Thursday, April 12, 2012

Paper Towns by John Green - Review

Paper Towns by John Green
Publisher: Dutton Books
Release Date: October 16, 2008
Source: Library
My rating: 3 of 5 stars

First off, I want to emphasize that this rating was not because I didn't like the book. I just felt that it didn't deserve a higher rating. It was a hard decision on whether to rate it 3 or 4 stars. On to the review.

“It was nice - in the dark and the quiet... and her eyes looking back, like there was something in me worth seeing.”

Summary from Goodreads:
"When Margo Roth Spiegelman beckons Quentin Jacobsen in the middle of the night - dressed like a ninja and plotting an ingenious campaign of revenge - he follows her. Margo's always planned extravagantly, and, until now, she's always planned solo. After a lifetime of loving Margo from afar, things are finally looking up for Q . . . until day breaks and she has vanished. Always an enigma, Margo has now become a mystery. But there are clues. And they're for Q."

The title is appropriately named; Margo had told Q that Orlando was just a "Paper Town" with "Paper People", where there was no depth or dimension and everything was fake. She later mentions that she is a paper girl and so she had to go the paper towns, where she fit in. The concept of paper towns was mentioned frequently.

If you read the book without knowing the author, one would most likely guess it was John Green. The charming wit and emotional intensity he puts into his books is definitely a trademark for Mr. Green. I have only fully read 2 of his books, this one and The Fault in Our Stars (which I thoroughly enjoyed), and although this was a good story, it did not and could not compare to TFiOS. I literally could not put TFiOS down, but for this book it seemed that it got boring around the middle. Before starting it, I expected Margo and Q's midnight adventure to last at least half of the book, but it only took up about 80 pages, which was pretty upsetting. The next 150 pages of the book is just about Q & Co. finding clues that would lead to Margo. The ending was extremely abrupt and a bit confusing. I didn't feel sorry for Margo and I still don't understand her intentions.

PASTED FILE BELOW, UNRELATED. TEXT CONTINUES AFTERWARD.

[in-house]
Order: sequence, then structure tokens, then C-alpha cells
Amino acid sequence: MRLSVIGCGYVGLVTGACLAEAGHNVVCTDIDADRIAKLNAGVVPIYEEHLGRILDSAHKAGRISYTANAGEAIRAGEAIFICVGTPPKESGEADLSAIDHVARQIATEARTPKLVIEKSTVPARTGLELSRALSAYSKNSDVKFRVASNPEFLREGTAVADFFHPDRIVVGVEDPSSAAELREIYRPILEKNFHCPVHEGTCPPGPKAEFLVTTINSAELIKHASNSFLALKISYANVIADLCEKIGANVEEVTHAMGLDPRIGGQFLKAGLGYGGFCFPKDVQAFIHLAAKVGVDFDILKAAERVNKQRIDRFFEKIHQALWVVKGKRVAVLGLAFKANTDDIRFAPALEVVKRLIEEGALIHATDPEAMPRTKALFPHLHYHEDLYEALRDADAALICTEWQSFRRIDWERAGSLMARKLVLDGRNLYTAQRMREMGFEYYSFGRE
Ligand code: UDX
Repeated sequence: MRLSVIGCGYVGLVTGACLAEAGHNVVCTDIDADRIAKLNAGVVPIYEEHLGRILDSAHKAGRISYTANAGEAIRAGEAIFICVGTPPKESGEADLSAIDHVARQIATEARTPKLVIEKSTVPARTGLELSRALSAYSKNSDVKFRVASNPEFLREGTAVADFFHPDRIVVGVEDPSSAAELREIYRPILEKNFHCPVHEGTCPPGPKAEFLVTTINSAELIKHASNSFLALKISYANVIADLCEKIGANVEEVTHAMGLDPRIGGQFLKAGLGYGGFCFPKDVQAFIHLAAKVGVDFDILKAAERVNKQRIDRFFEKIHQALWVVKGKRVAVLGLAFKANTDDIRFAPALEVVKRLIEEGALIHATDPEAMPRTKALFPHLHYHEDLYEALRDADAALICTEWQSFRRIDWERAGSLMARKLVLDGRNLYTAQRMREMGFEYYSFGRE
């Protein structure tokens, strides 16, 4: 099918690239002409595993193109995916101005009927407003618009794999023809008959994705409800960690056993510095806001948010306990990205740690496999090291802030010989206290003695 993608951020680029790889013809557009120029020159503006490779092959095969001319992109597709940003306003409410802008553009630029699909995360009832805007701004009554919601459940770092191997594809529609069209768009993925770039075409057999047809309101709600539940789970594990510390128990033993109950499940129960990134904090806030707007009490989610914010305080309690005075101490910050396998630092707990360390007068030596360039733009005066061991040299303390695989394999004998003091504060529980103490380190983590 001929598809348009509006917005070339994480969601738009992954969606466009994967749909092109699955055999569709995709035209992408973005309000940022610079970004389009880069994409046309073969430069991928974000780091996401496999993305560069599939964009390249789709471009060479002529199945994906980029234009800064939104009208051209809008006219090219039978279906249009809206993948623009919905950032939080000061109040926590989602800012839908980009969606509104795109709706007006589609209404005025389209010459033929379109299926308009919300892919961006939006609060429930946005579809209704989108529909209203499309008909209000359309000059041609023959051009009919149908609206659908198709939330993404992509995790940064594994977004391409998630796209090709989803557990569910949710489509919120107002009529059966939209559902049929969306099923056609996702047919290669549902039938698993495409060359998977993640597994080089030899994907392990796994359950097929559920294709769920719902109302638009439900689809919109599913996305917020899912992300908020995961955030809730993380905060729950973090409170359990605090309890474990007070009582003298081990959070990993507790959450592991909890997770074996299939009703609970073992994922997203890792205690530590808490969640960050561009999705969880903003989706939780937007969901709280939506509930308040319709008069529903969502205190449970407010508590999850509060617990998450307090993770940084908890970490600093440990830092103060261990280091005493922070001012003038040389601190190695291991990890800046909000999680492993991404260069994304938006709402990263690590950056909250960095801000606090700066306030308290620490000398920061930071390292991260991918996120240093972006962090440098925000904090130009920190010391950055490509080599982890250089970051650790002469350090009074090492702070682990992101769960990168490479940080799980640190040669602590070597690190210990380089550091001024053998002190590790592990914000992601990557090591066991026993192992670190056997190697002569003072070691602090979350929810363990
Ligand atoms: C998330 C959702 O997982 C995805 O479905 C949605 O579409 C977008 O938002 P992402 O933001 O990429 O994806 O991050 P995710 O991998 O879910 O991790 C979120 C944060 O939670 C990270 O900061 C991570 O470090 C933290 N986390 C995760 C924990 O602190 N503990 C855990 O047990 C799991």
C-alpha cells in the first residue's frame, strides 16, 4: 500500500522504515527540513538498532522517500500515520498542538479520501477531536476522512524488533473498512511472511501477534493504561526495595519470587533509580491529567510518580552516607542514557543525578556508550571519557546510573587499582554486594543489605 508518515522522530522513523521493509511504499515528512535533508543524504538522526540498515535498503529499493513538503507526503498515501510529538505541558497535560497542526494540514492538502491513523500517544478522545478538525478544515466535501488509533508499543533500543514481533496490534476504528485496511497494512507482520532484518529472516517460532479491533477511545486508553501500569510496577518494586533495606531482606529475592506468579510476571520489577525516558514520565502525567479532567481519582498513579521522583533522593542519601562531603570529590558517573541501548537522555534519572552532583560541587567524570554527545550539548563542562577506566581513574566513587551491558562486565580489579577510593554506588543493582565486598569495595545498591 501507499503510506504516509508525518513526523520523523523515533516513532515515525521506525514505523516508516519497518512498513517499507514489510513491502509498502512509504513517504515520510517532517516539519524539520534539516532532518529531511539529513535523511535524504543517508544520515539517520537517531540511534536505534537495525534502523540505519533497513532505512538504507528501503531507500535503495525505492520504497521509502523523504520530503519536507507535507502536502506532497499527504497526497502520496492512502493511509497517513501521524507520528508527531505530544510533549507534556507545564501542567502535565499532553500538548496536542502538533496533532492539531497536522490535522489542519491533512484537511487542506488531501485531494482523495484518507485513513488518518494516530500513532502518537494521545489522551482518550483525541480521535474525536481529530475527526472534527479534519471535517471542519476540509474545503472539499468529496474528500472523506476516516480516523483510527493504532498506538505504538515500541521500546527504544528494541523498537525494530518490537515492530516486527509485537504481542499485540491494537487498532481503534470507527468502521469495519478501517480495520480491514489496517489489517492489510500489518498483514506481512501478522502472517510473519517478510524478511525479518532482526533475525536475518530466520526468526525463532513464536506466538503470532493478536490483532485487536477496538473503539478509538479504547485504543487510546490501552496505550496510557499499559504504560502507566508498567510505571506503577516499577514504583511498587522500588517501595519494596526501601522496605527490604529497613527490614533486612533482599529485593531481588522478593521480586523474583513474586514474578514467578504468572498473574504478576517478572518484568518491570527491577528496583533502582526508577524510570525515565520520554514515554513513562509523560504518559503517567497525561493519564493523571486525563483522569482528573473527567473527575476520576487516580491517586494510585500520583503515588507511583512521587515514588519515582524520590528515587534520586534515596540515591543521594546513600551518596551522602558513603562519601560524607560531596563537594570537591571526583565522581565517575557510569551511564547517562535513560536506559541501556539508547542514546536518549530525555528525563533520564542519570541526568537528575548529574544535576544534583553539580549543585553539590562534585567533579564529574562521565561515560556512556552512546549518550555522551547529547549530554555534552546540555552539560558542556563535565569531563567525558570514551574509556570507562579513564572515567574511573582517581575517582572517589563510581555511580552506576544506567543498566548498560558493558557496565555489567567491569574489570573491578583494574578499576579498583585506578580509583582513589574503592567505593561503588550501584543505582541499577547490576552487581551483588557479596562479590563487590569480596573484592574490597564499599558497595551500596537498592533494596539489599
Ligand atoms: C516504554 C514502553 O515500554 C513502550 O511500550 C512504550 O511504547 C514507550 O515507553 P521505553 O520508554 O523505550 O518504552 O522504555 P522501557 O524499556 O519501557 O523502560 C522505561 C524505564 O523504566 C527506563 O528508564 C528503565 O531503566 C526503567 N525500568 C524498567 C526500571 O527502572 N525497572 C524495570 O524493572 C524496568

On the bright side, as with other J.G. novels, the characters were very round characters, and you felt what they felt and thought what they thought. You feel like you really know them as you read about them. Many parts of the book made me laugh, but I can safely say that I did not feel dismal when reading this. It just didn't reach me as TFiOS did. I'm not exactly disappointed, but not content either.

My favorite part of the book is the beginning, a.k.a. the "midnight adventure" with M & Q. I believe that was the strongest and most engaging part of the book, because it showed Margo in a different, better light. And of course, I was really interested in learning about the 11 things on the list. ;)

Wonderful writing, but not as emotionally gripping as other books I've read.


  1. I think I actually might have rated this 2 stars when I read it- I found it terribly boring! The road trip at the end particularly. I hated Ben with his 'honeybunny'-ing too. I felt I was the only one who didn't love it so I'm glad you only gave it 3 stars! x

    1. When reading the middle part up to the road trip, I was just screaming in my head "Hurry up and find her!". I understand that something like that would take critical thinking and it's not an easy thing to try and find a missing person, but it was drawn out way too long. The road trip also was a bit boring, but it picked up a bit compared to the middle. I don't know what all the hype is about! Thanks for reading!